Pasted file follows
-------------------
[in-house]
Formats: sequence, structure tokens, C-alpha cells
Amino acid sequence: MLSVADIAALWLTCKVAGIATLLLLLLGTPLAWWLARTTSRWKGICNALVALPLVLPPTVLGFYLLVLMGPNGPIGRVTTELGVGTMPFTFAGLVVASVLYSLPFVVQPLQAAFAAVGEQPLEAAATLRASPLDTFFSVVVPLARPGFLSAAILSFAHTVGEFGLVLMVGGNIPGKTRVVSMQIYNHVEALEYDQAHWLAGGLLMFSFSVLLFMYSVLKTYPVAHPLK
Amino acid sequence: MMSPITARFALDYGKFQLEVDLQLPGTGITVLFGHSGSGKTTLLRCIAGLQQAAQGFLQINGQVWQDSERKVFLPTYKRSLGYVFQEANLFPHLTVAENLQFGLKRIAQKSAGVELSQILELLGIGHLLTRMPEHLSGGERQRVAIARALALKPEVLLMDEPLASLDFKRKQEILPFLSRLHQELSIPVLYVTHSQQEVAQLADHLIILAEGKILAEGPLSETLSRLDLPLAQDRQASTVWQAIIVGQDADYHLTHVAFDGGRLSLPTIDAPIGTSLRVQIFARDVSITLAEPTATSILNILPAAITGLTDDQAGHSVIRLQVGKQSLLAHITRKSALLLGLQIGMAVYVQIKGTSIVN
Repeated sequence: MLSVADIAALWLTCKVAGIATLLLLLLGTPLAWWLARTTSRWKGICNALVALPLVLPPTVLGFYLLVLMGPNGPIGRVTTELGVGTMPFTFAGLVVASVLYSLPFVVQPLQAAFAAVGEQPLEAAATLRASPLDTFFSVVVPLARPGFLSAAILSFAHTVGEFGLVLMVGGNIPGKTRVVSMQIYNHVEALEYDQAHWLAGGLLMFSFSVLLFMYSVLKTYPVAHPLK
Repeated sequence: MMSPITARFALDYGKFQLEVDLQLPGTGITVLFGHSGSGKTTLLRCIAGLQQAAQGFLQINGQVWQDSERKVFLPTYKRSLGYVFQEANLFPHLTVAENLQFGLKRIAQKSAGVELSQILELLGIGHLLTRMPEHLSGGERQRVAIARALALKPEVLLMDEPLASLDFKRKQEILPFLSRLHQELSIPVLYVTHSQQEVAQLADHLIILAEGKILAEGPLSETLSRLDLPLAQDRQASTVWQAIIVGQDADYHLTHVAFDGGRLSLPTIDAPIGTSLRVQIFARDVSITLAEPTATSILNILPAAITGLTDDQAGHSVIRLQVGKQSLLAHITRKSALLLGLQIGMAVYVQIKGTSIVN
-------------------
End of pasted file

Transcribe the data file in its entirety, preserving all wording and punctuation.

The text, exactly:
[in-house]
Formats: sequence, structure tokens, C-alpha cells
Amino acid sequence: MLSVADIAALWLTCKVAGIATLLLLLLGTPLAWWLARTTSRWKGICNALVALPLVLPPTVLGFYLLVLMGPNGPIGRVTTELGVGTMPFTFAGLVVASVLYSLPFVVQPLQAAFAAVGEQPLEAAATLRASPLDTFFSVVVPLARPGFLSAAILSFAHTVGEFGLVLMVGGNIPGKTRVVSMQIYNHVEALEYDQAHWLAGGLLMFSFSVLLFMYSVLKTYPVAHPLK
Amino acid sequence: MMSPITARFALDYGKFQLEVDLQLPGTGITVLFGHSGSGKTTLLRCIAGLQQAAQGFLQINGQVWQDSERKVFLPTYKRSLGYVFQEANLFPHLTVAENLQFGLKRIAQKSAGVELSQILELLGIGHLLTRMPEHLSGGERQRVAIARALALKPEVLLMDEPLASLDFKRKQEILPFLSRLHQELSIPVLYVTHSQQEVAQLADHLIILAEGKILAEGPLSETLSRLDLPLAQDRQASTVWQAIIVGQDADYHLTHVAFDGGRLSLPTIDAPIGTSLRVQIFARDVSITLAEPTATSILNILPAAITGLTDDQAGHSVIRLQVGKQSLLAHITRKSALLLGLQIGMAVYVQIKGTSIVN
Repeated sequence: MLSVADIAALWLTCKVAGIATLLLLLLGTPLAWWLARTTSRWKGICNALVALPLVLPPTVLGFYLLVLMGPNGPIGRVTTELGVGTMPFTFAGLVVASVLYSLPFVVQPLQAAFAAVGEQPLEAAATLRASPLDTFFSVVVPLARPGFLSAAILSFAHTVGEFGLVLMVGGNIPGKTRVVSMQIYNHVEALEYDQAHWLAGGLLMFSFSVLLFMYSVLKTYPVAHPLK
Repeated sequence: MMSPITARFALDYGKFQLEVDLQLPGTGITVLFGHSGSGKTTLLRCIAGLQQAAQGFLQINGQVWQDSERKVFLPTYKRSLGYVFQEANLFPHLTVAENLQFGLKRIAQKSAGVELSQILELLGIGHLLTRMPEHLSGGERQRVAIARALALKPEVLLMDEPLASLDFKRKQEILPFLSRLHQELSIPVLYVTHSQQEVAQLADHLIILAEGKILAEGPLSETLSRLDLPLAQDRQASTVWQAIIVGQDADYHLTHVAFDGGRLSLPTIDAPIGTSLRVQIFARDVSITLAEPTATSILNILPAAITGLTDDQAGHSVIRLQVGKQSLLAHITRKSALLLGLQIGMAVYVQIKGTSIVN